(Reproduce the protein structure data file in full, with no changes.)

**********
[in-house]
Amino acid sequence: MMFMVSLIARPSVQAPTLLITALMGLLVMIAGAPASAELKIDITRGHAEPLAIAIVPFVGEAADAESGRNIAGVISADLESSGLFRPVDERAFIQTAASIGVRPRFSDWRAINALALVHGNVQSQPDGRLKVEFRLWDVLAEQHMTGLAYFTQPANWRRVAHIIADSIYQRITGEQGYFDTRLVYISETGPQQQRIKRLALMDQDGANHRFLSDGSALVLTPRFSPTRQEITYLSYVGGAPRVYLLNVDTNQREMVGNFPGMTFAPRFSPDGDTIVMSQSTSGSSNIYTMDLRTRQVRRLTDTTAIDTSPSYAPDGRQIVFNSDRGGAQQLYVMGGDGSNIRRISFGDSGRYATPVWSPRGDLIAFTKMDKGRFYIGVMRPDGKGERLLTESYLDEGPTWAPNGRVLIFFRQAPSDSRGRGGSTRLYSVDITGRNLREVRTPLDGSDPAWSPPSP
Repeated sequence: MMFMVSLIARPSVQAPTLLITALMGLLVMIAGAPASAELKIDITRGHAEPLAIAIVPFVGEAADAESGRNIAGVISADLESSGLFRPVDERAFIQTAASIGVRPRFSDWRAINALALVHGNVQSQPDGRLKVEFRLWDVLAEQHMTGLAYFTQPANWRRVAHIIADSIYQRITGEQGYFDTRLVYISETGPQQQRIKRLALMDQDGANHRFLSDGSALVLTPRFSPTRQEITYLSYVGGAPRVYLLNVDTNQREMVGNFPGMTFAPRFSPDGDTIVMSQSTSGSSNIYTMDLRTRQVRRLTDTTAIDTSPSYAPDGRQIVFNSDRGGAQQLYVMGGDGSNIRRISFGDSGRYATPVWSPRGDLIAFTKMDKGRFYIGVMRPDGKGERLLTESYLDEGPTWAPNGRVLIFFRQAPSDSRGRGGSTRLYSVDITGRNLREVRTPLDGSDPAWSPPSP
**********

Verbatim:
[in-house]
Amino acid sequence: MMFMVSLIARPSVQAPTLLITALMGLLVMIAGAPASAELKIDITRGHAEPLAIAIVPFVGEAADAESGRNIAGVISADLESSGLFRPVDERAFIQTAASIGVRPRFSDWRAINALALVHGNVQSQPDGRLKVEFRLWDVLAEQHMTGLAYFTQPANWRRVAHIIADSIYQRITGEQGYFDTRLVYISETGPQQQRIKRLALMDQDGANHRFLSDGSALVLTPRFSPTRQEITYLSYVGGAPRVYLLNVDTNQREMVGNFPGMTFAPRFSPDGDTIVMSQSTSGSSNIYTMDLRTRQVRRLTDTTAIDTSPSYAPDGRQIVFNSDRGGAQQLYVMGGDGSNIRRISFGDSGRYATPVWSPRGDLIAFTKMDKGRFYIGVMRPDGKGERLLTESYLDEGPTWAPNGRVLIFFRQAPSDSRGRGGSTRLYSVDITGRNLREVRTPLDGSDPAWSPPSP
Repeated sequence: MMFMVSLIARPSVQAPTLLITALMGLLVMIAGAPASAELKIDITRGHAEPLAIAIVPFVGEAADAESGRNIAGVISADLESSGLFRPVDERAFIQTAASIGVRPRFSDWRAINALALVHGNVQSQPDGRLKVEFRLWDVLAEQHMTGLAYFTQPANWRRVAHIIADSIYQRITGEQGYFDTRLVYISETGPQQQRIKRLALMDQDGANHRFLSDGSALVLTPRFSPTRQEITYLSYVGGAPRVYLLNVDTNQREMVGNFPGMTFAPRFSPDGDTIVMSQSTSGSSNIYTMDLRTRQVRRLTDTTAIDTSPSYAPDGRQIVFNSDRGGAQQLYVMGGDGSNIRRISFGDSGRYATPVWSPRGDLIAFTKMDKGRFYIGVMRPDGKGERLLTESYLDEGPTWAPNGRVLIFFRQAPSDSRGRGGSTRLYSVDITGRNLREVRTPLDGSDPAWSPPSP